Environmental Public Health Journal 2017 | BCIT Institutional Repository

Environmental Public Health Journal 2017

Are absorbent pads suitable alternatives for tattoo dressing?
Background: Tattoo is a form of body modification that involves injecting ink underneath the epidermis using a needle. According to BC’s Guidelines for Personal Services Establishments this kind of invasive procedure will require wound dressing but the kind and sterility of the wound dressing has not been specified. During a tattoo convention an Environmental Health Officer (EHO) noticed that some tattoo artists were using absorbent pads for wound dressing. Absorbent pads are not sterile; therefore there is a concern of microbial infections at the tattoo wounds. This study examined the viability of using absorbent pads, which are non-sterile, as tattoo wound dressings. Method: 3M Quick Swabs were used to swab absorbent pads to collect the microorganisms present on the surface. 3M Petrifilm E. coli/Coliform Count Plates were used to culture E. coli and Coliform which could be present on the SanidermTM sterile tattoo dressing and absorbent pads. The presence of E. coli colonies on the petrifilm would show up as blue dots, while coliform colonies would be red dots. The total colony forming units (CFU), which include both E. coli and coliform colonies, were counted to assess the general sanitation conditions of both types of dressing. Results: Zero CFU were found from sampling the SanidermTM dressings and absorbent pads purchased from tattoo supply shops within Metro Vancouver. Conclusions: In the field of Environmental Health, coliform is often used as an indicator for the degree of sanitary quality; while E. coli is used as an indicator for fecal contamination. Therefore, the results of this study, indicated that the absorbent pads have high degree sanitation and are free from fecal contamination., Peer-reviewed article, Published., Project submitted in partial fulfillment of the requirement for the degree of Bachelor of Technology in Environmental Health, British Columbia Institute of Technology, 2017., Peer reviewed, Absorbent pads, Meat pads, Tattoo, Dressing, Wound dressing, Sterile dressing
The public health impact of infection control, sterilization and regulation in tattooing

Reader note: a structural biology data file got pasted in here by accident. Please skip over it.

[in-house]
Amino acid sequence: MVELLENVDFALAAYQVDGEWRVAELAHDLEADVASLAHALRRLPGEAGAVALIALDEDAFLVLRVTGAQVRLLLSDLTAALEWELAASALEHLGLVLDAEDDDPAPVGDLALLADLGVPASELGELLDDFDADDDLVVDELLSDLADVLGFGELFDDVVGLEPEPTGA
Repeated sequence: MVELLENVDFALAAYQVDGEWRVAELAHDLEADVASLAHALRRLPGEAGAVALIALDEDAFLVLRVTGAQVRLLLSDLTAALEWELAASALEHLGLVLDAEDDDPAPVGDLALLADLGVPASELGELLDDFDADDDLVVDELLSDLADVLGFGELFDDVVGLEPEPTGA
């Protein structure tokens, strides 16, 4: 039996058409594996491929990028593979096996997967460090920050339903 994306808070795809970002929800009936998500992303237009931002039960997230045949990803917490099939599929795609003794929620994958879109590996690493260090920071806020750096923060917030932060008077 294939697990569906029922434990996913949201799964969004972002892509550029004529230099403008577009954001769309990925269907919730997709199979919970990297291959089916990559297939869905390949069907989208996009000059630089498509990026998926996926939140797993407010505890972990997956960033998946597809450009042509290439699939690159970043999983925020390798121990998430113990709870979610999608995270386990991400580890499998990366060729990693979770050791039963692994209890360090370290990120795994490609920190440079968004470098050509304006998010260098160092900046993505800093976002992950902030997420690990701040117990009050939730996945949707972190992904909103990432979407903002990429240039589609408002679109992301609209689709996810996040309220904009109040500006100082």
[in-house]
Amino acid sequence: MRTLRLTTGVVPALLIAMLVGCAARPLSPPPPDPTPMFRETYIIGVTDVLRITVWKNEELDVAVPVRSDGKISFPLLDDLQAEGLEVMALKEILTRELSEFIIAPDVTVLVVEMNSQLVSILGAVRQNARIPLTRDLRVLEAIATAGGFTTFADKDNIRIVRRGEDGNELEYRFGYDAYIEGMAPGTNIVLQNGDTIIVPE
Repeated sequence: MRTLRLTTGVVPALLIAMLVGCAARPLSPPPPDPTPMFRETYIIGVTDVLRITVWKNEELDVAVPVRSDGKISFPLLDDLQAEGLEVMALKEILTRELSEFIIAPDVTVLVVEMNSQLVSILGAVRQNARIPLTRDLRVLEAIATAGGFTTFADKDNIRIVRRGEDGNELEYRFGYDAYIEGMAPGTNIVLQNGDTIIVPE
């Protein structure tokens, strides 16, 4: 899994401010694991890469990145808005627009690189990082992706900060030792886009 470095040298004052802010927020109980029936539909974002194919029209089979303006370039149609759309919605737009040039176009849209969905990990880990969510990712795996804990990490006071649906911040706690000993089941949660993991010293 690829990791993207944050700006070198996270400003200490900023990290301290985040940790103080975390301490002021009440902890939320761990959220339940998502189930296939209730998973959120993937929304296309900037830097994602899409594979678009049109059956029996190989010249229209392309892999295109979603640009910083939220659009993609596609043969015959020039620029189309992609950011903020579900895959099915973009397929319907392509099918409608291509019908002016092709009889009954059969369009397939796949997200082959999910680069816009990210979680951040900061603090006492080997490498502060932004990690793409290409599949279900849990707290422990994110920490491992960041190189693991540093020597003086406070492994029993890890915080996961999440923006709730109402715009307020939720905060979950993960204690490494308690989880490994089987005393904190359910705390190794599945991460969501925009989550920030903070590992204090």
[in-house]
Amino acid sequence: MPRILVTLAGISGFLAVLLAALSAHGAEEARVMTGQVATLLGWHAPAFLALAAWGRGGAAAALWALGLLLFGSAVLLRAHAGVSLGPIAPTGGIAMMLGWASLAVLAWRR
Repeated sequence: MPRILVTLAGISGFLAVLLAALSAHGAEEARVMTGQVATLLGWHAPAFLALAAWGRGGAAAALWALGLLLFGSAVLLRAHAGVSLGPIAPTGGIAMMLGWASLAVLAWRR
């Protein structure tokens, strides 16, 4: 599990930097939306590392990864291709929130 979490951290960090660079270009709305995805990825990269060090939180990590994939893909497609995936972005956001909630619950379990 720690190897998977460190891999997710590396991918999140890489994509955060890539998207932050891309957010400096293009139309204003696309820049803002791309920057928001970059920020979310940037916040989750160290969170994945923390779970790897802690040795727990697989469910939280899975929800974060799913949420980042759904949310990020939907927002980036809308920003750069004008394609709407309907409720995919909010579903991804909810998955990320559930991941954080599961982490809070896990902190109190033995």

Background: The purpose of this study was to look at infection control and sterilization procedures in relation to invasive services performed at Personal Service Establishments (PSEs) in British Columbia. The objective was to collect data on the opinions of regulation and infection control practices of persons currently working in the industries of: tattooing, micro-blading and permanent make-up. Method: Data was collected from a survey that was created and distributed online through Survey Monkey. A list of 261 personal service establishments throughout Vancouver Costal Health and Fraser Health were called and/or e-mailed and asked to participate in the online survey. Results and Analyses: Among the 261 PSEs contacted, 30 agreed to participate. They were asked about the regulation of their profession and their standard practices for infection control and sterilization. 3% of the respondent’s primary service was permanent make-up, 7% micro-blading, 7% piercing and 80% was tattooing. The majority of opinions on regulation were divided where 50% felt the industry was under regulated and 40% felt it was adequately regulated. 90% of the respondents agreed that formal training should be required before being allowed to tattoo and 43% of the respondents also agreed that the use of an autoclave should require certification. For infection control/sterilization procedures 100% of shops use one-time use (disposable) needles and ink caps, 80% use disposable tubes, 93% use cord and machine covers and 90% use disposable razors. 63% of the respondents do not use autoclaves because they use disposable items and therefore do not need to clean and sterilize re-usable equipment. The data compared in chi-squared analysis, age and formal training had a p-value of 0.01460 which indicates that there is an association between age and the belief that formal training should be required for those who practice tattooing. Those under 40 were more likely to indicate that formal training should be required. Conclusion: With a low response rate for micro-blading and permanent make-up it is not feasible to compare or contrast opinions and/or practices between the three services. The tattooing industry had the highest response rate and can be looked at in more detail. The information collected on tattooing could be used to develop a course to improve the safety of PSE’s. EHO knowledge in inspecting food service establishments is very high as a system has been put into place that ensures effective inspections. As well, the FOODSAFE program teaches safe practices to those who work in the kitchen. The growing popularity of PSEs now gives EHOs the opportunity to focus on creating safe work environments through the implementation of a training course and possibly altering the way inspections of each different PSE are conducted. Results of this study, along with other Canadian published data, should be considered when developing standardized training and education in the industry where invasive procedures are used., Peer-reviewed article, Published., Project submitted in partial fulfillment of the requirement for the degree of Bachelor of Technology in Environmental Health, British Columbia Institute of Technology, 2017., Peer reviewed, Tattoo, Tattooing, Tattoos, Sterilization, Infection control, Regulations